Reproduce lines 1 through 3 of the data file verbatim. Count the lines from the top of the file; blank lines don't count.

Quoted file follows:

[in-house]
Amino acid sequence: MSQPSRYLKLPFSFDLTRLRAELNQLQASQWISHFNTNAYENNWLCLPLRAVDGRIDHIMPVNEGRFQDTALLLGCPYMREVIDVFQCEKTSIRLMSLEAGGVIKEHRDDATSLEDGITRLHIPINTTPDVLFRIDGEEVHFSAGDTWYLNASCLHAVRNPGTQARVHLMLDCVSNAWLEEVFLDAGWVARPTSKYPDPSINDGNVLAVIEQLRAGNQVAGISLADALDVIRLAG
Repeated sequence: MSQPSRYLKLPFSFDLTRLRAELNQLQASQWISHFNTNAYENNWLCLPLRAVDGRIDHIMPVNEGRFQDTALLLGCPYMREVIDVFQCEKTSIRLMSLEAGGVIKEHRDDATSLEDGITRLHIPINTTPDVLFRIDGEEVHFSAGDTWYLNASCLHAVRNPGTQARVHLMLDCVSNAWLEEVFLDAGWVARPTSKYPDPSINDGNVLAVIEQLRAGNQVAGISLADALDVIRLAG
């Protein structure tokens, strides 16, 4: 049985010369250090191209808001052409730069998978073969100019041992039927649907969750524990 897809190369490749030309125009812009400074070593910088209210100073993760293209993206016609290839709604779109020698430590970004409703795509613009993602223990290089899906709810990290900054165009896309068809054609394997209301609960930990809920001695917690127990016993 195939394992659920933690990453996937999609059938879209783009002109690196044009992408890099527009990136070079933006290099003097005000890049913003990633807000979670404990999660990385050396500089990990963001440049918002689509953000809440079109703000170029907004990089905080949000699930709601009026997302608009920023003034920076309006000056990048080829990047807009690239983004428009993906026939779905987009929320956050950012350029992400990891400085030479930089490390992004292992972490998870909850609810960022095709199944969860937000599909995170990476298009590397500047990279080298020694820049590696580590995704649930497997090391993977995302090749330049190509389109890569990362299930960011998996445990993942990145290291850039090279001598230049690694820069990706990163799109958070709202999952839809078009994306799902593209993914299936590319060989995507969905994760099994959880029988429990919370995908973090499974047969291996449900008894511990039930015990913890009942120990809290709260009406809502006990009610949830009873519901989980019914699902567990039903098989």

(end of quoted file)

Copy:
[in-house]
Amino acid sequence: MSQPSRYLKLPFSFDLTRLRAELNQLQASQWISHFNTNAYENNWLCLPLRAVDGRIDHIMPVNEGRFQDTALLLGCPYMREVIDVFQCEKTSIRLMSLEAGGVIKEHRDDATSLEDGITRLHIPINTTPDVLFRIDGEEVHFSAGDTWYLNASCLHAVRNPGTQARVHLMLDCVSNAWLEEVFLDAGWVARPTSKYPDPSINDGNVLAVIEQLRAGNQVAGISLADALDVIRLAG
Repeated sequence: MSQPSRYLKLPFSFDLTRLRAELNQLQASQWISHFNTNAYENNWLCLPLRAVDGRIDHIMPVNEGRFQDTALLLGCPYMREVIDVFQCEKTSIRLMSLEAGGVIKEHRDDATSLEDGITRLHIPINTTPDVLFRIDGEEVHFSAGDTWYLNASCLHAVRNPGTQARVHLMLDCVSNAWLEEVFLDAGWVARPTSKYPDPSINDGNVLAVIEQLRAGNQVAGISLADALDVIRLAG